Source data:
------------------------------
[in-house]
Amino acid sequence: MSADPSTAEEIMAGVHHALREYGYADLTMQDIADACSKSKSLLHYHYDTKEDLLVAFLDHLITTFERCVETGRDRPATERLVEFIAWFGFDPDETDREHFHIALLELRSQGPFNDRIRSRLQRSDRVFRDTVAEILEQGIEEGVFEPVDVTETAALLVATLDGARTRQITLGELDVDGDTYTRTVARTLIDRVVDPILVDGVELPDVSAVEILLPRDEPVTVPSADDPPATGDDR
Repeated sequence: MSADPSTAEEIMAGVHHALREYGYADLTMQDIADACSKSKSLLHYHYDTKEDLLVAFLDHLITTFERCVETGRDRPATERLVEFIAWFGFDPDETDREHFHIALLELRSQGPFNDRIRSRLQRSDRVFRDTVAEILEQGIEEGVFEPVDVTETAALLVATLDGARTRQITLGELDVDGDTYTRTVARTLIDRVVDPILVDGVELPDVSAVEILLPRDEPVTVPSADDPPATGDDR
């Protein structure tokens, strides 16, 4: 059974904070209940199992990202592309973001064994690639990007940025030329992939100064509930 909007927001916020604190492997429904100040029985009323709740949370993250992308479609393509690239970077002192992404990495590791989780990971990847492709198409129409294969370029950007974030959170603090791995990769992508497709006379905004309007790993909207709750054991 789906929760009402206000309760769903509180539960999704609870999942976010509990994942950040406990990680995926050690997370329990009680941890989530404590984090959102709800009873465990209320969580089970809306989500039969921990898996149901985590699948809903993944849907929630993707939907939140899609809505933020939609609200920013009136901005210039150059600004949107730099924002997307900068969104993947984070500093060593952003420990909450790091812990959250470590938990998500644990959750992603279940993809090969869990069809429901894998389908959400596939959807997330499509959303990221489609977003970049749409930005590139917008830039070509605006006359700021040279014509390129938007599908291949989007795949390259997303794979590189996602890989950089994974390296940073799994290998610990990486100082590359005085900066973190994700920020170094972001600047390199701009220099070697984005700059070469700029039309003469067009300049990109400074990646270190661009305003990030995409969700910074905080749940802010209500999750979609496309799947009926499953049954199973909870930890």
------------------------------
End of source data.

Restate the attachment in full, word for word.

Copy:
[in-house]
Amino acid sequence: MSADPSTAEEIMAGVHHALREYGYADLTMQDIADACSKSKSLLHYHYDTKEDLLVAFLDHLITTFERCVETGRDRPATERLVEFIAWFGFDPDETDREHFHIALLELRSQGPFNDRIRSRLQRSDRVFRDTVAEILEQGIEEGVFEPVDVTETAALLVATLDGARTRQITLGELDVDGDTYTRTVARTLIDRVVDPILVDGVELPDVSAVEILLPRDEPVTVPSADDPPATGDDR
Repeated sequence: MSADPSTAEEIMAGVHHALREYGYADLTMQDIADACSKSKSLLHYHYDTKEDLLVAFLDHLITTFERCVETGRDRPATERLVEFIAWFGFDPDETDREHFHIALLELRSQGPFNDRIRSRLQRSDRVFRDTVAEILEQGIEEGVFEPVDVTETAALLVATLDGARTRQITLGELDVDGDTYTRTVARTLIDRVVDPILVDGVELPDVSAVEILLPRDEPVTVPSADDPPATGDDR
């Protein structure tokens, strides 16, 4: 059974904070209940199992990202592309973001064994690639990007940025030329992939100064509930 909007927001916020604190492997429904100040029985009323709740949370993250992308479609393509690239970077002192992404990495590791989780990971990847492709198409129409294969370029950007974030959170603090791995990769992508497709006379905004309007790993909207709750054991 789906929760009402206000309760769903509180539960999704609870999942976010509990994942950040406990990680995926050690997370329990009680941890989530404590984090959102709800009873465990209320969580089970809306989500039969921990898996149901985590699948809903993944849907929630993707939907939140899609809505933020939609609200920013009136901005210039150059600004949107730099924002997307900068969104993947984070500093060593952003420990909450790091812990959250470590938990998500644990959750992603279940993809090969869990069809429901894998389908959400596939959807997330499509959303990221489609977003970049749409930005590139917008830039070509605006006359700021040279014509390129938007599908291949989007795949390259997303794979590189996602890989950089994974390296940073799994290998610990990486100082590359005085900066973190994700920020170094972001600047390199701009220099070697984005700059070469700029039309003469067009300049990109400074990646270190661009305003990030995409969700910074905080749940802010209500999750979609496309799947009926499953049954199973909870930890």